Tag: Crust

Pie Crust Design, These Pie Crust Masters Show you How it’s Done

There’s an art to creating a beautiful pie crust, and it doesn’t have to be intimidating. If you’re looking to move beyond a simple, basic crust this season, there are a host of next-level pie crust design techniques out there to inspire your creations. There’s really no reason you can’t master the basket weave, the leafy border, or the fluted edge! Have fun with these.
Pie Crust Design, These Pie Crust Masters Show you How it's Done

1. Pie Crusts Classics

Thomas Joseph shows us a nice range of pie crust design options – a leaf border, a braid border, a honeycomb top (a favorite!), a classic lattice top crust, and he makes it all look easy and doable. Listen up for some of his helpful little tips as well like, how to hide seams.

2. Harvest Leaf Pie Crusts

A really pretty video demonstrating a range of beautiful harvest leaf pie designs. There’s the a mega-leaf pie (cool & unusual!), and a couple of free-style approaches with medium leaves. They all bake up beautifully!

3. Twenty Pie Crimping Techniques

Watch this one for the corkscrew crust, and Caesar’s crown. Measuring spoon is brilliant as well, but I have to admit visibly flinching at the pearl crust ;)…

4. Cookie Cutter Crusts

There is so much that could be said about this video, so many questions I have! 😉 I like the way our Topless Baker friend uses little fondant/cookie cutter flowers to accent his pie, and he really goes for it. Double decker flowers and all! That part kicks in around the 5:15 minute mark – I’ll tee it up for you.

5. Hearts, Flowers, & Polka-dots

There’s a nice graphic sensibility to this collection of crusts. And, the lace technique is new to me. I really love how the ribbon-edged crust baked up – super inspiring! Trying to find the original source video for this one and will update the link when I do.

6. Nine Minutes of Pie Inspiration

There are some very strange pies in this one. But, perhaps there will be something in the mix here that will inspire your own creations in the coming months.

7. Savory Square Basketweave

I sort of love this square basket weave with the sesame sprinkle. For when your basketweave game is strong.

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A Crispy, Delicious Plant-Based Pizza with Cauliflower Crust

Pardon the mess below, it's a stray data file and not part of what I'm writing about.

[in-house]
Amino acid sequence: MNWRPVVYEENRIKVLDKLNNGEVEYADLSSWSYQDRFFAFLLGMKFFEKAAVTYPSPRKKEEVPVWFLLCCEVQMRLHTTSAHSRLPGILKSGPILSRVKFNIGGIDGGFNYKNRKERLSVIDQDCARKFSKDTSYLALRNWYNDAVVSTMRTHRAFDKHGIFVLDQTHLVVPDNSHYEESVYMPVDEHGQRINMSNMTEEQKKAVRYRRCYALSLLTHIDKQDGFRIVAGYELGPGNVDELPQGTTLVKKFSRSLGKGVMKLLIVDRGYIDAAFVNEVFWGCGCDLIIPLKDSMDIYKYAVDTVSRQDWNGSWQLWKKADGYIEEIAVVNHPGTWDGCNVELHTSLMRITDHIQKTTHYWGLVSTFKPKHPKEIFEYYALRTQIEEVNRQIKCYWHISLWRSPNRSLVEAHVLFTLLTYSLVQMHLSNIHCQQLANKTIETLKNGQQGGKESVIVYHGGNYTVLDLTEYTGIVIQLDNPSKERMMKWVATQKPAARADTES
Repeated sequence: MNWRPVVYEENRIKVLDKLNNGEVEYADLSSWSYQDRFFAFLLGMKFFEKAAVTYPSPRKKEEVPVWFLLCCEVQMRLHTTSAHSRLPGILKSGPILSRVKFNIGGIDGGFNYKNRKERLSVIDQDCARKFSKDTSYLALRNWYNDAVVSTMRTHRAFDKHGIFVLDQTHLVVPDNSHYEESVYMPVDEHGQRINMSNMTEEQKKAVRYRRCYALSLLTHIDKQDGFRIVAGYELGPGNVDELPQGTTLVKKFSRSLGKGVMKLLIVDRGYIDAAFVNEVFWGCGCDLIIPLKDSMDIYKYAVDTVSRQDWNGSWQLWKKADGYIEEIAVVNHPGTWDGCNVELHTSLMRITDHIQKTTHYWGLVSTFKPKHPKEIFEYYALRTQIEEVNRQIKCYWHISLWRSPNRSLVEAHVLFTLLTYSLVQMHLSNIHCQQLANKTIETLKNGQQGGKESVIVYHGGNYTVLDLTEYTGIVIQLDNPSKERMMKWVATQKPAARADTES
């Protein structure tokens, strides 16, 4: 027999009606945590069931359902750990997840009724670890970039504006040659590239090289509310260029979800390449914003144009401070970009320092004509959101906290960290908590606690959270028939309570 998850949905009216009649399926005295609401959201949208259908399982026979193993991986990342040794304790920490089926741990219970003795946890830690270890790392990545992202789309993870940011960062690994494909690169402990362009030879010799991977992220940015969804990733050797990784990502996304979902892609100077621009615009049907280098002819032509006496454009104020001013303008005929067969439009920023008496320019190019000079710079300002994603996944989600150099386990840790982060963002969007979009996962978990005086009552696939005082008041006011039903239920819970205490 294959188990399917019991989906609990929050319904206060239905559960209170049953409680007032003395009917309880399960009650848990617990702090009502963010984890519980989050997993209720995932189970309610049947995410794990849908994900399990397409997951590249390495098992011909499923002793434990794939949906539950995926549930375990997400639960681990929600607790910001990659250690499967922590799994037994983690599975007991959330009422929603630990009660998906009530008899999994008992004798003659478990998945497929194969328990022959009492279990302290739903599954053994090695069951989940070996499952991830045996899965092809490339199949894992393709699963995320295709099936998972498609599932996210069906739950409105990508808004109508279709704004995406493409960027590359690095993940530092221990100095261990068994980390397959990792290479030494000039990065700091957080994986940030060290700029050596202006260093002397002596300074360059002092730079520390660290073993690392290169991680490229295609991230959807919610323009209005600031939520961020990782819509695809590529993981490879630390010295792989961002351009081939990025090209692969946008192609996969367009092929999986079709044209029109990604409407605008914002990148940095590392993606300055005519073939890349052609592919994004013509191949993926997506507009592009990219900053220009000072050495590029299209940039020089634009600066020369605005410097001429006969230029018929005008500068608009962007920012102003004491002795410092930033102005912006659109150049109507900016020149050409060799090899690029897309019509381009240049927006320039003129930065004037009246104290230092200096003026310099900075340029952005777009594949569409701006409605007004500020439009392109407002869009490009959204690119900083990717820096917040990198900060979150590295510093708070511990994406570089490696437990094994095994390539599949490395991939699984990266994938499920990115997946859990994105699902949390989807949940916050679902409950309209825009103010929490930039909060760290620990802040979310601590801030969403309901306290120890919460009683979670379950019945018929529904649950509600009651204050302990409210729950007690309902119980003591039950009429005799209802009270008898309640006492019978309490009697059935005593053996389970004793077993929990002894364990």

Photo by Julia Gartland

Anyone who’s attempted cauliflower pizza crust knows its primary pitfall: a soggy center. With only a few exceptions, recipes for cauli crusts often result in something that, while delicious, requires a spoon and a bowl to eat.

When we first stumbled upon a photo of Lily Simpson’s version in Detox Kitchen Vegetables, we were taken aback by its deeply tanned, amber-tinged edges, and what looked like a thin, firmly crispy center. We took things to the test kitchen, and were not disappointed. Thanks to Simpson’s instructions, plus a few improvisations of our own, we’re happy to report that we have a plant-based pizza keeper on our hands.

1. How Low Can You Go?

As Simpson says, “A perfect cauliflower pizza has a crispy base and the key to that is making sure it is pressed out as thinly as possible.” She recommends a thickness of about 1-centimeter, or a little more than 1/3-inch. Any thicker, and you’re likely to end up with a crust that has the texture of a baked potato, rather than a cracker.

2. Chill Out.

After you’ve pressed out your cauliflower crust, if you have time, Simpson recommends popping it into the fridge to chill for 20 to 30 minutes. This step allows the crust to meld together better, and facilitates maximum crispiness once the pizza is baked.

3. Take a Page from Pie’s Book.

As with pie crusts, we’ve found that par-baking our cauliflower crust before topping it with sauce and accoutrement is crucial for firming up and drying out the center. We’d recommend baking Simpson’s crust for 10 minutes before removing it, adding the toppings, and finishing it for another 15 to 20 minutes in the oven.

Dan Barber's Cauliflower Steaks with Cauliflower Purée

Dan Barber’s Cauliflower Steaks with Cauliflower Purée
by Genius Recipes

Vegan Cauliflower Alfredo Bake

Vegan Cauliflower Alfredo Bake
by Gena Hamshaw

Beyond its crisp crust, we love Simpson’s cauliflower creation because it’d be equally good as a light weekday dinner, or as the star of a Saturday night pizza party. “Marinating” the tomato topping in lemon zest is a clever way to brighten late-season tomatoes, and the addition of acid balances the starchy flavor of cauliflower. Double down by tossing in a teaspoon or so of lemon juice as well.

Like with any good pizza, the recipe is flexible: Swap out the plum tomatoes for another type, or for whatever vegetable looks best at the farmers market. You could use Simpson’s instructions just for the crust, and pile on your favorite sauce and toppings: Pesto, vegan “cheese,” and thinly sliced fridge pickles would all be excellent.

Serves 2

  • 2

    large plum tomatoes, cut lengthways into thin wedges

  • 1/2

    red onion, cut into wedges

  • Zest of 1 lemon

  • 1

    teaspoon olive oil, plus extra for frying and drizzling

  • Fresh basil leaves, to garnish

  • 2

    garlic cloves, finely chopped

  • 150

    grams cherry tomatoes

  • 1

    teaspoon dried oregano

  • 1

    cauliflower, cut into florets

  • 100

    grams ground almonds

  • 75

    grams gluten-free flour

  • 1


  • 1

    teaspoon dried mixed herbs

  • 1

    teaspoon dried basil

  • 1/2

    teaspoon celery salt

  • Flaked sea salt and cracked black pepper

Go to Recipe

What are your favorite toppings for cauliflower pizza? Let us know in the comments!

Gluten-Free, Wellness

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